Book Author(s)
Mark Stille
Review Author(s)
Published on
December 22, 2017
Other Publication Information
Softbound, 48 pages, B&W period photos and a few period color photos. Color illustrations
Product / Stock #
NVG 251
Provided by:

Osprey Publishing continues to expand its New Vanguard series, this time by adding a book on the US Navy Escort Carriers for the 1942-45 period, I topic I have always find fascinating. Escort Carrier were known as CVE (“Combustible, Vulnerable, Expendable”) and despite that popular label, they contributed a big deal towards the Allied victory in WWII.

The book has a very reasonable breakdown of the topic into the following chapters: Introduction, The Rise of the Escort Carrier, Evolution in the Escort Carrier Design, Escort Carrier Air Groups, Weapons and Radar, plus a chapter on Escort Carriers at War and finally a description of each CVE class: Long Island plus Charger (prototype CVEs), Bogue Class, Sangamon Class, Casablanca Class and Commencement Bay Class.

These carriers were meant to be produced fast and in large quantities. Their air complement was limited in size (12 to 18 airplanes typically) so these carriers had to operate in small groups, typically of 3 CVE to become an effective fighting force. They were lightly armored and carried a limited AAA defense which was not a real problem in the Atlantic, but it became its Achilles Heel in the Pacific, mainly when facing kamikaze attacks.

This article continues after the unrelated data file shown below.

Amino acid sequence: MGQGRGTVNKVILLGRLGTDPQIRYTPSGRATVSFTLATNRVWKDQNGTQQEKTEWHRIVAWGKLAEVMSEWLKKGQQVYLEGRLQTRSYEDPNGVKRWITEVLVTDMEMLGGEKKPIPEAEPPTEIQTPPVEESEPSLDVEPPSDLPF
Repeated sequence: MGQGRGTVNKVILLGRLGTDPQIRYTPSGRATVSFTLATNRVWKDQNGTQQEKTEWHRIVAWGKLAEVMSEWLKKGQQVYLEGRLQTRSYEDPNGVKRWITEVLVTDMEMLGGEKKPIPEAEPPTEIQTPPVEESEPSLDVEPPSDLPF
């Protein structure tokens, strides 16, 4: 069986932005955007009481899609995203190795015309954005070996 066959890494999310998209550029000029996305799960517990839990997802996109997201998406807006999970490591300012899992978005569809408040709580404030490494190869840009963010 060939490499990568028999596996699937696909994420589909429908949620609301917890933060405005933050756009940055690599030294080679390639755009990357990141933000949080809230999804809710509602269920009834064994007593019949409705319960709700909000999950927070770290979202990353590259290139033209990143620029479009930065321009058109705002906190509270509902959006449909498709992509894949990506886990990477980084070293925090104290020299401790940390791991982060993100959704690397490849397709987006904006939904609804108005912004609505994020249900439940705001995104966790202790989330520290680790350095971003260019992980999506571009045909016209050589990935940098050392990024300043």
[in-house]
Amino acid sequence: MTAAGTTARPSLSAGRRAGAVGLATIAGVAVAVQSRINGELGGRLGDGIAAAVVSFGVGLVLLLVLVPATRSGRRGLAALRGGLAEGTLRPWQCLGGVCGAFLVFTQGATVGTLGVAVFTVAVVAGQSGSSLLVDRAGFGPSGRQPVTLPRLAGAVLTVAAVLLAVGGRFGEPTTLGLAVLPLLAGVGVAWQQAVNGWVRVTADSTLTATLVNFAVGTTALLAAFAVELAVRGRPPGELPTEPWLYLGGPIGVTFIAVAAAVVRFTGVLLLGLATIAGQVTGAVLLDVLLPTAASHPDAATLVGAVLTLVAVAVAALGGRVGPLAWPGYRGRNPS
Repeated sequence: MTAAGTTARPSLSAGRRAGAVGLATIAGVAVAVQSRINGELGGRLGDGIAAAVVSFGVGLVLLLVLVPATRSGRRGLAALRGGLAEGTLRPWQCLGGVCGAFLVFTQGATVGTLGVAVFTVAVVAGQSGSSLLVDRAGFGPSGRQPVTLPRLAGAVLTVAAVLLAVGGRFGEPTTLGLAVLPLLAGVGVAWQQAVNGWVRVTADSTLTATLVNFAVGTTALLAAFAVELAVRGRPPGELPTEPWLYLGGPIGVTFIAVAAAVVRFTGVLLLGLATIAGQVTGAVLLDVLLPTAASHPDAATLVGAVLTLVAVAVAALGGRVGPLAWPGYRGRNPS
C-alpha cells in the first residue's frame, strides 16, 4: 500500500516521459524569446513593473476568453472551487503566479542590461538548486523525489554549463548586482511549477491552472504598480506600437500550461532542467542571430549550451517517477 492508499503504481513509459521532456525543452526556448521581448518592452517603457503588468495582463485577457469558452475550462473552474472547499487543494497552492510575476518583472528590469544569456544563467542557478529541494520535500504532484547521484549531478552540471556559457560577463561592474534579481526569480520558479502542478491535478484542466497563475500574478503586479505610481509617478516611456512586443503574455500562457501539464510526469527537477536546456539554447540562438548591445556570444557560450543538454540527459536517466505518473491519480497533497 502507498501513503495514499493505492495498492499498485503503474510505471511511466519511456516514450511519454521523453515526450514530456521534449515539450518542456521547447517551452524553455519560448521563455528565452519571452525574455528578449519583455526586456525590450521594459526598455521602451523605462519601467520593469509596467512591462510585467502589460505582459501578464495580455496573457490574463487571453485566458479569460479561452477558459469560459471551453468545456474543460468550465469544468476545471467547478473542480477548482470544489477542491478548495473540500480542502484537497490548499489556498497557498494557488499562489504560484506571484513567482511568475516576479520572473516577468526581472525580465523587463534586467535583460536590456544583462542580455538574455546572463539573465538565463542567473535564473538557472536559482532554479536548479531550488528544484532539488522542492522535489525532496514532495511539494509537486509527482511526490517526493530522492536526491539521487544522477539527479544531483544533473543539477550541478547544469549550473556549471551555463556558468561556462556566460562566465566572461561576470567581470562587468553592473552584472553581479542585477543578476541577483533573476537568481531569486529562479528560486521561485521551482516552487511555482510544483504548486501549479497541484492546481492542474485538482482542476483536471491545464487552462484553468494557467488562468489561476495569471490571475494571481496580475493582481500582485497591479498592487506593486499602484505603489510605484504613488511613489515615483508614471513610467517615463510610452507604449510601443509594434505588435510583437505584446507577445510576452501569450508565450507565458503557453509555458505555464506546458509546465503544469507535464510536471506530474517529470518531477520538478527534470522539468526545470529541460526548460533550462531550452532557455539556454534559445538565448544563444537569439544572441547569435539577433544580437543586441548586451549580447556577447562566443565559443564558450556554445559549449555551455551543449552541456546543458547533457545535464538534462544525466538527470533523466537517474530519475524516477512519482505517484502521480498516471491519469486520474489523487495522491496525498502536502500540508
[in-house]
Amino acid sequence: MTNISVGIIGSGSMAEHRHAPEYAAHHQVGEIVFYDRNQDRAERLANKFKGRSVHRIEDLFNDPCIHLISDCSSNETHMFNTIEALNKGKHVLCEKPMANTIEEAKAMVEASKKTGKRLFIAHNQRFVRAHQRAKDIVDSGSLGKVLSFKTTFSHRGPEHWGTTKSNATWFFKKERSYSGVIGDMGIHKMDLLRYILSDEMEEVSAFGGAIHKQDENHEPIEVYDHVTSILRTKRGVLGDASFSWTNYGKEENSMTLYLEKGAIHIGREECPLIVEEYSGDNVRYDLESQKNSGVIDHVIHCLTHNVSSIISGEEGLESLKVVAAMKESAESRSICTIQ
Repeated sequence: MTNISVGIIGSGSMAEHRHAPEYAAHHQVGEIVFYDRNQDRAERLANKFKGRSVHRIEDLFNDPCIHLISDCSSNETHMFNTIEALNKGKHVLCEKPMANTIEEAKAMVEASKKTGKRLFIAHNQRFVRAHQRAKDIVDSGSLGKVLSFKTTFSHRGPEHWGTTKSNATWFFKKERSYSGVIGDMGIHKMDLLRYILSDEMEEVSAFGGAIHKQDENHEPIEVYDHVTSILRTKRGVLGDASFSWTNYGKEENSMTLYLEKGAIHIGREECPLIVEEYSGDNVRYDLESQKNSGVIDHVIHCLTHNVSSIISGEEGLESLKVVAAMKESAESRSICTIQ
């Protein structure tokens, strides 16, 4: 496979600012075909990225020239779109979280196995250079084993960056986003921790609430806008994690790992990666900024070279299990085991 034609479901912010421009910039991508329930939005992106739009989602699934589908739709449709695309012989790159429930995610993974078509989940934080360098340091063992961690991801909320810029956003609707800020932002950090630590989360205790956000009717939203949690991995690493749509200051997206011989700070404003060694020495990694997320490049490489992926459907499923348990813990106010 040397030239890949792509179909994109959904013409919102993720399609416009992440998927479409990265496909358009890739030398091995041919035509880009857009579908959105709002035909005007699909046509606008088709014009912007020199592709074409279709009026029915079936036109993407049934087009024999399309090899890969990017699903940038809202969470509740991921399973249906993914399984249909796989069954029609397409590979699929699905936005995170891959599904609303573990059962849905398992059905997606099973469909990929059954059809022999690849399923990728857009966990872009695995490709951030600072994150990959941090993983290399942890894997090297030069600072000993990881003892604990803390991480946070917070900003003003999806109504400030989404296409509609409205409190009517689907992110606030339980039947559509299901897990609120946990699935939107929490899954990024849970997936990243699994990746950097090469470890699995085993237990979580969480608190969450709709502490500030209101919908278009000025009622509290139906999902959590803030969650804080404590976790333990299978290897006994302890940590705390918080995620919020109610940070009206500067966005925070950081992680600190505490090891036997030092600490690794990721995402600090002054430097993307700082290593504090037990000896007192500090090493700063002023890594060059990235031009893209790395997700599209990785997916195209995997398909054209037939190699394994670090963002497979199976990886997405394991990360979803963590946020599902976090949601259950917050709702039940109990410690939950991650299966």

I’ve found particularly interesting the chapters about the “CVE at War” and the description of each class. The chapter covering their combat operations has an Atlantic and Pacific subsections, covering among others: Battle of the Atlantic, Capture of U-505, Torch Operation, Gilbert Island invasion, Marianas invasion, Battle off Samar, Luzon, Okinawa, etc.

The chapter that covers all the classes, concisely and accurately provides the basis and details of each CVE type and also allows to see the evolution from class to class, including adding an carrier island, adding a second elevator (for more efficient combat operations by recovering in the bow elevator and dispatching in the aft elevator) to finally reach the Commencement Bay class, which were in practice light fleet carriers.

The author has done a great job writing this book, providing an excellent balance of historical facts with an easy reading.

Highly recommended.

I would like to thank Osprey Publishing and IPMS/USA for the review sample.


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